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Celebrating Rehabilitation Awareness Week with Brie Georger, OT

Outdoor loving therapist takes challenges head-on

Brie Georger is one to take on challenges. She’s a rock climber, a mountain biker, and an occupational therapist. And although she has to explain to her family again and again that her career doesn’t have anything do to with helping people figure out what job they want, she does help many people every day.

Brie resides in Colorado and finally feels like she has truly found home. After two years of the traveling therapist life, she knows she belongs where she can stay active in, and conquer, the great outdoors in Colorado with MGA.

After earning her master’s degree in Occupational Therapy from the University of Buffalo in New York, she took a job that allowed her to travel the United States and sharpen her skills as a therapist.

Soon after, she took on yet another challenge of working with the elderly population in a rehabilitation center. Finally, after working with adults of all ages, she felt it was time to put her skills to the ultimate test – children. And now, she says, she finally feels she is confident enough to make the under 18 set her focus.

“Children are definitely the most challenging and rewarding clients to work with,” she says. “I was finally ready to work with them when I moved to Colorado,” she says. She explains that she always wanted to work with children and young adults, but in the early years of her career, she didn’t feel quite ready.

Brie had specialized in Pediatric Occupational Therapy in college, but she took some time to explore her career choice after graduating. She traveled the country as a traveling OT and worked in a rehabilitation hospital for elderly patients, then she moved to Colorado in 2018. She finally felt at home amongst the state’s outdoor adventures and knew it was time to pursue her dream of working with kids.

“A typical day isn’t really ‘typical’ anymore,” she says explaining that the COVID pandemic did affect her work but has only added another challenge she knew she could overcome. “All the therapists had to come up with a plan in April for telehealth visits,” Brie explains. “About half of my kids I visit at their homes, and half, I have virtual visits.” And she enjoys every one of them explaining that she actually feels that the telehealth visits offer a unique opportunity for the parents.

“Parents kind of miss out on seeing real-time progress with their kiddos when I’m working with them,” she explains. When she comes into the house for a session, the parents typically give her room to work with the children and support from afar, “and also maybe even have time to do something else that needs their attention,” she says. And that doesn’t always have to be the case she realized.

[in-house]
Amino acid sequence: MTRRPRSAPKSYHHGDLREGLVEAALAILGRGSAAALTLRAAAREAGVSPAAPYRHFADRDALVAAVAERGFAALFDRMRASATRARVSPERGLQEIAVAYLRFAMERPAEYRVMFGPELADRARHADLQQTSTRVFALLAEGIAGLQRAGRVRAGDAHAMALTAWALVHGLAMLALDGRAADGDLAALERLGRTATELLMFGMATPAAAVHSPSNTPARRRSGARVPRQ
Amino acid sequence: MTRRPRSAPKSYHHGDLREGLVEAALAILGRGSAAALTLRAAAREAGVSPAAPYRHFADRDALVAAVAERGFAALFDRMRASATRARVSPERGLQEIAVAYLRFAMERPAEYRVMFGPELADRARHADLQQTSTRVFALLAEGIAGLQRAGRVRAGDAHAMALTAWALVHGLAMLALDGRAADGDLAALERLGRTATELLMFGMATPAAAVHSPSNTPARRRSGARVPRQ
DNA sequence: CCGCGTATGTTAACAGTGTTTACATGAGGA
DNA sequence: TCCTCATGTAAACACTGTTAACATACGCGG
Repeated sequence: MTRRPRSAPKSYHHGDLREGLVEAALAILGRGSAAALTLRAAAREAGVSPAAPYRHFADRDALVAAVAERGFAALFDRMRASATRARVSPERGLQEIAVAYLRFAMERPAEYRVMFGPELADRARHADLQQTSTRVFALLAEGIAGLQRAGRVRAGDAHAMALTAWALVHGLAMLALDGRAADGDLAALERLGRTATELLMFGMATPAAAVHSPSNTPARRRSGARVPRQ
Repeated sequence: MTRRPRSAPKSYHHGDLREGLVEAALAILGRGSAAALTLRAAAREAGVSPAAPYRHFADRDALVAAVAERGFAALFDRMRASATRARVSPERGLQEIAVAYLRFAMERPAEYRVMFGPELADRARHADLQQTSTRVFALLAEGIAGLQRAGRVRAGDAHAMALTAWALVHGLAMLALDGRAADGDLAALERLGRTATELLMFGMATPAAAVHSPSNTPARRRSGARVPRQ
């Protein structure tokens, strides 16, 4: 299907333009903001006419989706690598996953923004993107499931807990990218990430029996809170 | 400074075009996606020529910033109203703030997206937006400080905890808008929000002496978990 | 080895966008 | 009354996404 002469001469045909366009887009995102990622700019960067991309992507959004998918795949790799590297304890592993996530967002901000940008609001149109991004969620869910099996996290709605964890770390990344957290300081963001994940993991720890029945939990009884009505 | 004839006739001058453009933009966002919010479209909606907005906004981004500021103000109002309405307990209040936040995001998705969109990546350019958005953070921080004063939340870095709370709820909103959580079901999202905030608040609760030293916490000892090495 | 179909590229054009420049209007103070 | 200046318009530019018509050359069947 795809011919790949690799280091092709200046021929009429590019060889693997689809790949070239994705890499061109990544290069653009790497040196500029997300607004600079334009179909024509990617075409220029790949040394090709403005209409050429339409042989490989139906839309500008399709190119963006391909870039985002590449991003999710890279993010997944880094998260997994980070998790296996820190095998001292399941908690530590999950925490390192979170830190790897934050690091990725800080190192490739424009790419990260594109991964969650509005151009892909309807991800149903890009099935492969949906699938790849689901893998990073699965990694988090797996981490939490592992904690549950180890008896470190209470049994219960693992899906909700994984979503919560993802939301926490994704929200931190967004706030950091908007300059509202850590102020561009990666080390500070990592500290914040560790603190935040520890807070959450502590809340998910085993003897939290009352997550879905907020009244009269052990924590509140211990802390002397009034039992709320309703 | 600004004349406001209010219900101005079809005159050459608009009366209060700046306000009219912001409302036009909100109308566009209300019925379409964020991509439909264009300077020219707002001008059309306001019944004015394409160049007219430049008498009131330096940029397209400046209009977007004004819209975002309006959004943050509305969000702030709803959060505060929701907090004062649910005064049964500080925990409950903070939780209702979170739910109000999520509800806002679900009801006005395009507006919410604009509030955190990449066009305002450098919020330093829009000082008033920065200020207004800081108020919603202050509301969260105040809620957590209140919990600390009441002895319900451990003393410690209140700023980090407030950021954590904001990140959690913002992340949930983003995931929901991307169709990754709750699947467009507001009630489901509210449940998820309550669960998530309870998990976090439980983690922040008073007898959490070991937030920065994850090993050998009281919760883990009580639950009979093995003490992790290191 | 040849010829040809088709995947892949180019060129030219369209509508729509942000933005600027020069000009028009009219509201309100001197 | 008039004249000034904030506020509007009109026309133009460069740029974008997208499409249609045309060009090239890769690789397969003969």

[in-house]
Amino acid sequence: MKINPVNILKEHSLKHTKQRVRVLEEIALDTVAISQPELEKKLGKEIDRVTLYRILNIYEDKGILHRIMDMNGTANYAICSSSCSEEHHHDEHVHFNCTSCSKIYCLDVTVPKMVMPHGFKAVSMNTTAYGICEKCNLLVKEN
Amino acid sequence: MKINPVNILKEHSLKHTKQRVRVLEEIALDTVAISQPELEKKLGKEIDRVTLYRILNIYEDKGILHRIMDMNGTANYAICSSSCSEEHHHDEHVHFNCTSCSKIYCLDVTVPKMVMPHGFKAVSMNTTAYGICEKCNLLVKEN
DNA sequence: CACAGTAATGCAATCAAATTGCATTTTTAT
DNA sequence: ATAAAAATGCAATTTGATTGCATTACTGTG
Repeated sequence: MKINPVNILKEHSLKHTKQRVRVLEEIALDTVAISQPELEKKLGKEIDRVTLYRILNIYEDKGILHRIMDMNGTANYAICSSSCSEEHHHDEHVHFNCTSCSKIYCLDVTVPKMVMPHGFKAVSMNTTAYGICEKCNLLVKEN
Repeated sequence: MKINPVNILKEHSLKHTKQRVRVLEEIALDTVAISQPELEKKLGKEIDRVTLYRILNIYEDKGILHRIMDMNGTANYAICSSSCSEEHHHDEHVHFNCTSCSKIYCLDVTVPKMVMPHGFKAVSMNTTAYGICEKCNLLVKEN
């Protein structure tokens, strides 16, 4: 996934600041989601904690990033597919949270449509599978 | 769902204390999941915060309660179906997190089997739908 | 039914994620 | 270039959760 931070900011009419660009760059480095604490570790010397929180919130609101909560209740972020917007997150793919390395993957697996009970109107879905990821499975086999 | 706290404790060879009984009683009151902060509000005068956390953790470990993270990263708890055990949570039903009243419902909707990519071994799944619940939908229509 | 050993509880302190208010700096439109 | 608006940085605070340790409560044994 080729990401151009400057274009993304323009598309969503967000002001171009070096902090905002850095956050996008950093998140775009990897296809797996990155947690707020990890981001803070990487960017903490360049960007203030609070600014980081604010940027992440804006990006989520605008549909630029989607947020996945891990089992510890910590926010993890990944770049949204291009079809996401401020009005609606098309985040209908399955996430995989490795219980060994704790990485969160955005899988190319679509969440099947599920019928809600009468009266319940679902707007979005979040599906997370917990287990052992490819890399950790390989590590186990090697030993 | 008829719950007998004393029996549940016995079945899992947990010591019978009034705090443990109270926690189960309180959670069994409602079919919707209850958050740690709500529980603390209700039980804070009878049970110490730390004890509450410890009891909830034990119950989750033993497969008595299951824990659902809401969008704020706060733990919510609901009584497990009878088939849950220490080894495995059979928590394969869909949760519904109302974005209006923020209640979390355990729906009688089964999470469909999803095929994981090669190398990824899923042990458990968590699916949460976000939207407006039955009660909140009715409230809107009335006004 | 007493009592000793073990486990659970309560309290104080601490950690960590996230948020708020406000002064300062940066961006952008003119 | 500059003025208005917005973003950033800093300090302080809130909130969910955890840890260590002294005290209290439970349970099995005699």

Brie explains that during the telehealth sessions, the parents have gotten more involved in the actual session and are working more closely with their kiddos. She’s there to facilitate the exercises and to give suggestions.

Although Brie downplays her role a bit and says nothing is harder than a parents’ job, she’s helping to create real-life skills that kids will need to rely on as they get older. “My sessions last about 45 minutes. Sometimes we work on sensory play and yoga poses,” she says. “After I get them moving around, we’ll work on fine motor coordination skills and focus on handwriting or painting.”

Brie explains how therapy in a time of a pandemic has really given parents the opportunity to see how their children are blossoming while they are with her. “I’ve really enjoyed the feeling of what it’s like to observe parents with their own kids and have this realization that we’re all in this together,” she says.

Brie will typically go to a home or visit with a family about one to two times a week with each session lasting around 45 minutes. Because of increased ‘screen time’ that children are having lately, Brie explains that any time kids spend away from technology is positive. “A lot of the kiddos that I work with have diminished developmental and social skills because of conditions such as autism she explains. “So anytime the kids are away from YouTube getting one on one interaction, learning how to play or harness their emotions is a plus.”

When it comes to working with families or parents, she urges them to trust their instincts and not worry about timelines or reaching specific milestones. “I tell parents all the time that they are the professional when it comes to understanding their kiddos. I’m the expert at occupational therapy but knowing that child is key when it comes to growth and development,” she explains.

Brie says that she encourages her families to be patient and gentle when it comes to learning. “We have to remember that these are still just kids learning new skills. Differently-abled kiddos aren’t different when it comes to learning,” she explains. “All learning takes time.”

Brie has been employed with MGA for two years and says she has never been so happy. “I love working with MGA,” she says. “I feel supported and I have flexibility in my hours. MGA really trusts me as a professional and appreciates my recommendations I love the autonomy I have, “ she says.

Because when you’re living in Colorado and the great outdoors is your playground, there’s no greater feeling than making a difference and having a fantastic work-life balance.

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